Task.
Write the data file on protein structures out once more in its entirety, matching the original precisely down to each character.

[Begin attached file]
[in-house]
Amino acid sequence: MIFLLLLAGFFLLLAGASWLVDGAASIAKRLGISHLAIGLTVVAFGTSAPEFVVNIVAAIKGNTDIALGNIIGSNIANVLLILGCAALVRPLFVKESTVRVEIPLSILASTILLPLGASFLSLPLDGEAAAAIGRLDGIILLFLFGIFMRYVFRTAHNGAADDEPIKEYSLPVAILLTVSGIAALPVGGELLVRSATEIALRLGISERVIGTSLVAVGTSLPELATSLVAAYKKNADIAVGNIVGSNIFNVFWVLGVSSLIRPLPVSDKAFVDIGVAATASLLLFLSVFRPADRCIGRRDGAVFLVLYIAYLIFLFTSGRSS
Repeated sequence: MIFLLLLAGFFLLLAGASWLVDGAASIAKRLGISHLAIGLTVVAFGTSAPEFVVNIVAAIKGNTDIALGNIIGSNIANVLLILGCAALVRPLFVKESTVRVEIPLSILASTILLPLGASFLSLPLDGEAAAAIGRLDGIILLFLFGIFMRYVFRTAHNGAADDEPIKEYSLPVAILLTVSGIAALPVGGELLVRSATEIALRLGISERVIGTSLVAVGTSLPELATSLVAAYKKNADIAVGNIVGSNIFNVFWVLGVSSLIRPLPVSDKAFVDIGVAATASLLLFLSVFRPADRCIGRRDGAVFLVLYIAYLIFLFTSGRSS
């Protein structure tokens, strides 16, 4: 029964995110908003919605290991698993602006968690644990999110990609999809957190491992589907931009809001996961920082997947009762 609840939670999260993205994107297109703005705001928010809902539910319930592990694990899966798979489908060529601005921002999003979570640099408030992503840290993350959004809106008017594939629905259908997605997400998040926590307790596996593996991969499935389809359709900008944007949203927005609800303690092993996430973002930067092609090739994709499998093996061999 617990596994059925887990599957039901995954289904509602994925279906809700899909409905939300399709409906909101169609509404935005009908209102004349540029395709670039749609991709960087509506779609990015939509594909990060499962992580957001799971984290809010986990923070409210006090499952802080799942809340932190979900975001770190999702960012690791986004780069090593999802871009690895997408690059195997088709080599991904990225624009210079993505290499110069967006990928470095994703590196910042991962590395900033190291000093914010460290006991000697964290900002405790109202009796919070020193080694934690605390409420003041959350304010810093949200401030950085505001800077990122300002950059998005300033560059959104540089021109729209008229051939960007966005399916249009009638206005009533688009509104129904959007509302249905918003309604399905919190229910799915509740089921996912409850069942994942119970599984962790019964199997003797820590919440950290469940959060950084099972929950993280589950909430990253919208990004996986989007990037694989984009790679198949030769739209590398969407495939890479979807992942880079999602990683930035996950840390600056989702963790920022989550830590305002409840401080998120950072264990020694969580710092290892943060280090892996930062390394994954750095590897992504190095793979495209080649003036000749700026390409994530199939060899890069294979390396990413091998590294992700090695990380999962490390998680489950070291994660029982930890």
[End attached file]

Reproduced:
[in-house]
Amino acid sequence: MIFLLLLAGFFLLLAGASWLVDGAASIAKRLGISHLAIGLTVVAFGTSAPEFVVNIVAAIKGNTDIALGNIIGSNIANVLLILGCAALVRPLFVKESTVRVEIPLSILASTILLPLGASFLSLPLDGEAAAAIGRLDGIILLFLFGIFMRYVFRTAHNGAADDEPIKEYSLPVAILLTVSGIAALPVGGELLVRSATEIALRLGISERVIGTSLVAVGTSLPELATSLVAAYKKNADIAVGNIVGSNIFNVFWVLGVSSLIRPLPVSDKAFVDIGVAATASLLLFLSVFRPADRCIGRRDGAVFLVLYIAYLIFLFTSGRSS
Repeated sequence: MIFLLLLAGFFLLLAGASWLVDGAASIAKRLGISHLAIGLTVVAFGTSAPEFVVNIVAAIKGNTDIALGNIIGSNIANVLLILGCAALVRPLFVKESTVRVEIPLSILASTILLPLGASFLSLPLDGEAAAAIGRLDGIILLFLFGIFMRYVFRTAHNGAADDEPIKEYSLPVAILLTVSGIAALPVGGELLVRSATEIALRLGISERVIGTSLVAVGTSLPELATSLVAAYKKNADIAVGNIVGSNIFNVFWVLGVSSLIRPLPVSDKAFVDIGVAATASLLLFLSVFRPADRCIGRRDGAVFLVLYIAYLIFLFTSGRSS
């Protein structure tokens, strides 16, 4: 029964995110908003919605290991698993602006968690644990999110990609999809957190491992589907931009809001996961920082997947009762 609840939670999260993205994107297109703005705001928010809902539910319930592990694990899966798979489908060529601005921002999003979570640099408030992503840290993350959004809106008017594939629905259908997605997400998040926590307790596996593996991969499935389809359709900008944007949203927005609800303690092993996430973002930067092609090739994709499998093996061999 617990596994059925887990599957039901995954289904509602994925279906809700899909409905939300399709409906909101169609509404935005009908209102004349540029395709670039749609991709960087509506779609990015939509594909990060499962992580957001799971984290809010986990923070409210006090499952802080799942809340932190979900975001770190999702960012690791986004780069090593999802871009690895997408690059195997088709080599991904990225624009210079993505290499110069967006990928470095994703590196910042991962590395900033190291000093914010460290006991000697964290900002405790109202009796919070020193080694934690605390409420003041959350304010810093949200401030950085505001800077990122300002950059998005300033560059959104540089021109729209008229051939960007966005399916249009009638206005009533688009509104129904959007509302249905918003309604399905919190229910799915509740089921996912409850069942994942119970599984962790019964199997003797820590919440950290469940959060950084099972929950993280589950909430990253919208990004996986989007990037694989984009790679198949030769739209590398969407495939890479979807992942880079999602990683930035996950840390600056989702963790920022989550830590305002409840401080998120950072264990020694969580710092290892943060280090892996930062390394994954750095590897992504190095793979495209080649003036000749700026390409994530199939060899890069294979390396990413091998590294992700090695990380999962490390998680489950070291994660029982930890």